Using C# and COM Interoperability to Extract from a UML tool into a Microsoft Word Document

WordFromWithClass.jpg

Figure 1 - Persits API extracted from WithClass

This is a follow up article on Using Reflection and WithClass 2000 to View the .NET System.Drawing assembly.  Note that both articles have exceedingly long titles, but I couldn't figure out an easy way to present the title to the topic in a few short phrases, hence the verbosity. This article extends the previous articles capabilities.  The previous article allowed you to choose any .NET assembly and extract the assembly into a WithClass 2000 UML diagram (without relationships) using reflection and COM Interoperability. This article allows you to read the classes contained  inside of WithClass 2000 into a Word Document using COM Interoperability for Word and COM Interoperability for WithClass and presents your classes in a kind of report. The report lists each class which is  followed by its list of attribute details and its list of operation details. Our sample only used one class. The class was brought  into WithClass by extracting the class  from the assembly called Interop.ASPEMAILLib.dll. Some of you may recognize this as  the wrapper assembly around the ActiveX Control made by Persits used to send and receive mail.  (I once needed this ActiveX control to use on a website to send e-mails for a newsletter.)  Below is a UML illustration of the class: 

WordFromWithClassUML.jpg

Figure 2 - Persits MailSenderClass imported into the WithClass UML class diagram

The previous article describes how we used C# with COM interoperability to get the diagram shown in figure 2.  Now we want to place the information that is stored in WithClass into a Microsoft Word Document so we can present a report to a manager who doesn't necessarily understand UML.  We can do this using the same COM Interoperability techniques that got us this far.

The first step in creating the Word Report in our Window Forms application is to create a Reference to Word and a Reference to WithClass.  By choosing Add Reference and clicking the  COM  tab,  we can choose both With_Class and the Microsoft Word COM references in the dialog list.  Now Visual Studio will create assembly wrappers around these COM objects for us, and we can use our Microsoft Word object and With_Class object just like any other class instance.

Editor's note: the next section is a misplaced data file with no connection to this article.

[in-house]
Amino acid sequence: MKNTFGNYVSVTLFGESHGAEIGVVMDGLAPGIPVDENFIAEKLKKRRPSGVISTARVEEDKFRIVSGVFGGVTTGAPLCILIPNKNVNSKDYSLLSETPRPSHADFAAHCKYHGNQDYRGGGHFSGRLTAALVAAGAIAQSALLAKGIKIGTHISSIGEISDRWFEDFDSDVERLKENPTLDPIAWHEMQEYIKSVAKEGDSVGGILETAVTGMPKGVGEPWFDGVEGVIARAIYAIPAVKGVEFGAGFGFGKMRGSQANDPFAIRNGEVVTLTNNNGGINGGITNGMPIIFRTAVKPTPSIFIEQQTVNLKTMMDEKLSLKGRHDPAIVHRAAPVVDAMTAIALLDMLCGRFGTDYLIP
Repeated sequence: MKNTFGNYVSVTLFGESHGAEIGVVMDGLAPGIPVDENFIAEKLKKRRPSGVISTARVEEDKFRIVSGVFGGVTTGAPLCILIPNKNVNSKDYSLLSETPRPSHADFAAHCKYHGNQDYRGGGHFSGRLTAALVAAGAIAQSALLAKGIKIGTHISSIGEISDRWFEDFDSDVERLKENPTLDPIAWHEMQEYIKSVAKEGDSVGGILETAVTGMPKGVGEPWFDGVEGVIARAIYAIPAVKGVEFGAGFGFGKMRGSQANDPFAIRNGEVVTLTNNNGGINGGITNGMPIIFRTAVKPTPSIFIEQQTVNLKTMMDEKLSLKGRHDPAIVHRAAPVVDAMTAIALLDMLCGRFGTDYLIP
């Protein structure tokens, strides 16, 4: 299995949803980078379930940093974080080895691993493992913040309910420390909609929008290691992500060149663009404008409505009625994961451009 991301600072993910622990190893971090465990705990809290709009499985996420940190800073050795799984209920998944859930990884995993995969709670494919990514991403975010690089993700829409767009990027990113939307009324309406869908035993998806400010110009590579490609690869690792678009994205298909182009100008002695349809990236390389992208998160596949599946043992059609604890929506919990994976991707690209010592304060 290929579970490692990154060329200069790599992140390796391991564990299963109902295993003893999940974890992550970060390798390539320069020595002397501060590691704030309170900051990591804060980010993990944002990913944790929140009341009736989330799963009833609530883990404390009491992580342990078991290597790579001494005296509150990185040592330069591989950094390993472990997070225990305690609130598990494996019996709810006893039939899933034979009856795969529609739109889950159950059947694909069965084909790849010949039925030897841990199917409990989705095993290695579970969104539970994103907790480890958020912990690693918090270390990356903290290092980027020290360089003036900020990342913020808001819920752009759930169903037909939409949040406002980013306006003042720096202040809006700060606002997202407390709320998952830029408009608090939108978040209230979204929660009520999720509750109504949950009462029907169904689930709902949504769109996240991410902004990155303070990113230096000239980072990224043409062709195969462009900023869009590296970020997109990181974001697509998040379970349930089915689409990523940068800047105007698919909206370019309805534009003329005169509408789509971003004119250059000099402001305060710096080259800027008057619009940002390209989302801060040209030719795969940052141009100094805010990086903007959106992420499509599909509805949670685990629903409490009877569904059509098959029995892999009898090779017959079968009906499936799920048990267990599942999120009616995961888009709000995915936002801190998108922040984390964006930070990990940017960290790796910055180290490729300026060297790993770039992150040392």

We are going to create a new class called WordWCExtractor which will perform all of our data extraction from WithClass into Word.  We can create new instances of our COM objects in the constructor of this class shown in Listing 1:

Listing 1 - Creating the Instances of Word and WithClass Applications

public WordWCExtractor()
{
// create a new Word COM object with our COM wrapper and launch word
WordApp = new Word.ApplicationClass();
// create a new WithClass COM Object with our COM wrapper
WCApp = new With_Class.ApplicationClass();
// make both applications visible
WCApp.Visible = true;
WordApp.Visible =
true;
}

Now we are ready to extract data from our UML class into Word.  This is done by cycling through each class in the UML diagram, pulling out the information contained in the class, and typing it into Word. WithClass uses a set of methods to loop through its various collections: Restart, IsLast, and GetNext.  Below is the loop structure that loops through each class diagram and then in turn each class to get the data from WithClass.  Also Listing 2 shows you how to do some of the Font formatting in Word.  Font formatting  requires that you toggle the font properties such as Bold or Italic prior to typing.  After you've toggled the Font property,  any text that you insert into Word by using Selection.TypeText will be styled by the toggled settings.  Don't forget to toggle the font style properties again when you are done using them so the Font returns to its original state.

Listing 2 - Looping through classes to extract data into Microsoft Word

public void WriteAllApisToWord()
{
object fileName = "normal.dot";
object readOnly = false;
object isVisible = true;
object missing = System.Reflection.Missing.Value;
object newTemplate = false;
object docType = 0;
// Create a new word document to type into
Word.Document aDoc = WordApp.Documents.Add(ref fileName, ref newTemplate, ref docType, ref isVisible);
// Write a Title for the document in bold and centered on the page
WordApp.Selection.ParagraphFormat.Alignment = Word.WdParagraphAlignment.wdAlignParagraphCenter;
WordApp.Selection.Font.Bold = (
int)Word.WdConstants.wdToggle;
WordApp.Selection.TypeText("API of Classes Extracted from the WithClass Diagram\n\n");
// Toggle centering and bold Off
WordApp.Selection.Font.Bold = (int)Word.WdConstants.wdToggle;
WordApp.Selection.ParagraphFormat.Alignment = Word.WdParagraphAlignment.wdAlignParagraphLeft;
// Loop through each class diagram
WCApp.ActiveDocument.ClassDiagrams.Restart();
while (WCApp.ActiveDocument.ClassDiagrams.IsLast() == false)
{
With_Class.ClassDiagram nextClassDiagram =